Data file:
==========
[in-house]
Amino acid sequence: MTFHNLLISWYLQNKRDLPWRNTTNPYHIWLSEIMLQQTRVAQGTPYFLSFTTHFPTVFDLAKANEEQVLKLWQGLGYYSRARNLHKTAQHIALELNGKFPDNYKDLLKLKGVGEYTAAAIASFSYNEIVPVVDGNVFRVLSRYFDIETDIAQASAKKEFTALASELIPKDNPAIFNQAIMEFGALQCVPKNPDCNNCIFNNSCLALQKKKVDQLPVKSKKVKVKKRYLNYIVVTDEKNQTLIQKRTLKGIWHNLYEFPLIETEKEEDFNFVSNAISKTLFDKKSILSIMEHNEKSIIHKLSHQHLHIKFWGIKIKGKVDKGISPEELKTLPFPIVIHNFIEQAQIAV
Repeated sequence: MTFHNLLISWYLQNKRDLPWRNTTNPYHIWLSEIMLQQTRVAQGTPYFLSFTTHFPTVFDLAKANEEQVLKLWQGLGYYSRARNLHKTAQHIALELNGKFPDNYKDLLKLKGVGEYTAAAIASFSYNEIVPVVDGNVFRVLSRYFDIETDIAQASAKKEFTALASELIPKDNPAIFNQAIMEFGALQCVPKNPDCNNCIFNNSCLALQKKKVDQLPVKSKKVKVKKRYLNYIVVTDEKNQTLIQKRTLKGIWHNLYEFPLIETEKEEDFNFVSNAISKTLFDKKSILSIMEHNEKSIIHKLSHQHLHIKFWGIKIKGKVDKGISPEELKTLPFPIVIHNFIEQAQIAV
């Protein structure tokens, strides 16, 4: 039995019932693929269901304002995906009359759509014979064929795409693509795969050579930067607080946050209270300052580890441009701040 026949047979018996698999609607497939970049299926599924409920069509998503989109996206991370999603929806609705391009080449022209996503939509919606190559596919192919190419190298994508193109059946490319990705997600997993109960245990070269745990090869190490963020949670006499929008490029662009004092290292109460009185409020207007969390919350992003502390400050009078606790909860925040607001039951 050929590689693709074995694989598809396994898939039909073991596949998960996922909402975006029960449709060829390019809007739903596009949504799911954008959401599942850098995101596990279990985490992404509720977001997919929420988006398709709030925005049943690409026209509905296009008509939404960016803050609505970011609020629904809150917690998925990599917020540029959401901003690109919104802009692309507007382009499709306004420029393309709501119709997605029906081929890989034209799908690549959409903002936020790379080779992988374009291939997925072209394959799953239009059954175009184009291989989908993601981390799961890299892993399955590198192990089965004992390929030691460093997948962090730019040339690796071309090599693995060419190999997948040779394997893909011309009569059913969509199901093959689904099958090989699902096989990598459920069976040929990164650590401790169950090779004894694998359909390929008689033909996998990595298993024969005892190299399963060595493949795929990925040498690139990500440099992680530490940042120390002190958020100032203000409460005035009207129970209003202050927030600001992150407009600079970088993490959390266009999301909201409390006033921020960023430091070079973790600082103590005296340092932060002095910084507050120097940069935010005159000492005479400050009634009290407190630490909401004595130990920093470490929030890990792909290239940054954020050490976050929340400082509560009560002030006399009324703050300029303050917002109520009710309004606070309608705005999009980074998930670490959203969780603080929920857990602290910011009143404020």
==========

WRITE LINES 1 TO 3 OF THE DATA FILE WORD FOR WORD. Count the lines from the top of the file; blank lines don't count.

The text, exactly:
[in-house]
Amino acid sequence: MTFHNLLISWYLQNKRDLPWRNTTNPYHIWLSEIMLQQTRVAQGTPYFLSFTTHFPTVFDLAKANEEQVLKLWQGLGYYSRARNLHKTAQHIALELNGKFPDNYKDLLKLKGVGEYTAAAIASFSYNEIVPVVDGNVFRVLSRYFDIETDIAQASAKKEFTALASELIPKDNPAIFNQAIMEFGALQCVPKNPDCNNCIFNNSCLALQKKKVDQLPVKSKKVKVKKRYLNYIVVTDEKNQTLIQKRTLKGIWHNLYEFPLIETEKEEDFNFVSNAISKTLFDKKSILSIMEHNEKSIIHKLSHQHLHIKFWGIKIKGKVDKGISPEELKTLPFPIVIHNFIEQAQIAV
Repeated sequence: MTFHNLLISWYLQNKRDLPWRNTTNPYHIWLSEIMLQQTRVAQGTPYFLSFTTHFPTVFDLAKANEEQVLKLWQGLGYYSRARNLHKTAQHIALELNGKFPDNYKDLLKLKGVGEYTAAAIASFSYNEIVPVVDGNVFRVLSRYFDIETDIAQASAKKEFTALASELIPKDNPAIFNQAIMEFGALQCVPKNPDCNNCIFNNSCLALQKKKVDQLPVKSKKVKVKKRYLNYIVVTDEKNQTLIQKRTLKGIWHNLYEFPLIETEKEEDFNFVSNAISKTLFDKKSILSIMEHNEKSIIHKLSHQHLHIKFWGIKIKGKVDKGISPEELKTLPFPIVIHNFIEQAQIAV